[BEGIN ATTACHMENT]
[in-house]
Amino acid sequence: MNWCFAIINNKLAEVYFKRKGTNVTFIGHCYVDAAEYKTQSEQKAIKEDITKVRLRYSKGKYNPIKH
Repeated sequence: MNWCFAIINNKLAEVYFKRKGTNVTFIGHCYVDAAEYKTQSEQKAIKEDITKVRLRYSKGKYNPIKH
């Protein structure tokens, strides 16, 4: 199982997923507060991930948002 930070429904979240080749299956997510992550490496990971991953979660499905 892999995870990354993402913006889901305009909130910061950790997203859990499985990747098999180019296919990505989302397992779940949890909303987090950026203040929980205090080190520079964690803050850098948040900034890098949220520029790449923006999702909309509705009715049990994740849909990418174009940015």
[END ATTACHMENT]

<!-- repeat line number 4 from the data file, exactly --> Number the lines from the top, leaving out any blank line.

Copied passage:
């Protein structure tokens, strides 16, 4: 199982997923507060991930948002 930070429904979240080749299956997510992550490496990971991953979660499905 892999995870990354993402913006889901305009909130910061950790997203859990499985990747098999180019296919990505989302397992779940949890909303987090950026203040929980205090080190520079964690803050850098948040900034890098949220520029790449923006999702909309509705009715049990994740849909990418174009940015």